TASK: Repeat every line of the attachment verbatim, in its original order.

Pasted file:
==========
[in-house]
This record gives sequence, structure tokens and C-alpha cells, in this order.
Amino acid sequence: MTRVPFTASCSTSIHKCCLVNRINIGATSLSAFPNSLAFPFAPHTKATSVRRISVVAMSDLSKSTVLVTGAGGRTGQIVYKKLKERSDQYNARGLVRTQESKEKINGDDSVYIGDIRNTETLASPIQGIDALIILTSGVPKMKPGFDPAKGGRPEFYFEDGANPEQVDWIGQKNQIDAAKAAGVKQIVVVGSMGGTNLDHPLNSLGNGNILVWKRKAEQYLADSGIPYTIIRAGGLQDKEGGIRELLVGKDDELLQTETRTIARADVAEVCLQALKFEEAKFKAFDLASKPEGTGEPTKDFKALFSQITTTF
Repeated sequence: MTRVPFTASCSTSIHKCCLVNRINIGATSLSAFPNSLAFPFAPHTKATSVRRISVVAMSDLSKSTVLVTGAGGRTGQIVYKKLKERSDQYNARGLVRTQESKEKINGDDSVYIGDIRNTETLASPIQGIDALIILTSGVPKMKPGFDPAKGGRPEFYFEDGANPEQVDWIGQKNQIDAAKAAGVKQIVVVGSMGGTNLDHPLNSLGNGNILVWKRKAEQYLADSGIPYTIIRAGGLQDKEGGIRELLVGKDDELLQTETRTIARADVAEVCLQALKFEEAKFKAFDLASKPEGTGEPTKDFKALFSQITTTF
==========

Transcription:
[in-house]
This record gives sequence, structure tokens and C-alpha cells, in this order.
Amino acid sequence: MTRVPFTASCSTSIHKCCLVNRINIGATSLSAFPNSLAFPFAPHTKATSVRRISVVAMSDLSKSTVLVTGAGGRTGQIVYKKLKERSDQYNARGLVRTQESKEKINGDDSVYIGDIRNTETLASPIQGIDALIILTSGVPKMKPGFDPAKGGRPEFYFEDGANPEQVDWIGQKNQIDAAKAAGVKQIVVVGSMGGTNLDHPLNSLGNGNILVWKRKAEQYLADSGIPYTIIRAGGLQDKEGGIRELLVGKDDELLQTETRTIARADVAEVCLQALKFEEAKFKAFDLASKPEGTGEPTKDFKALFSQITTTF
Repeated sequence: MTRVPFTASCSTSIHKCCLVNRINIGATSLSAFPNSLAFPFAPHTKATSVRRISVVAMSDLSKSTVLVTGAGGRTGQIVYKKLKERSDQYNARGLVRTQESKEKINGDDSVYIGDIRNTETLASPIQGIDALIILTSGVPKMKPGFDPAKGGRPEFYFEDGANPEQVDWIGQKNQIDAAKAAGVKQIVVVGSMGGTNLDHPLNSLGNGNILVWKRKAEQYLADSGIPYTIIRAGGLQDKEGGIRELLVGKDDELLQTETRTIARADVAEVCLQALKFEEAKFKAFDLASKPEGTGEPTKDFKALFSQITTTF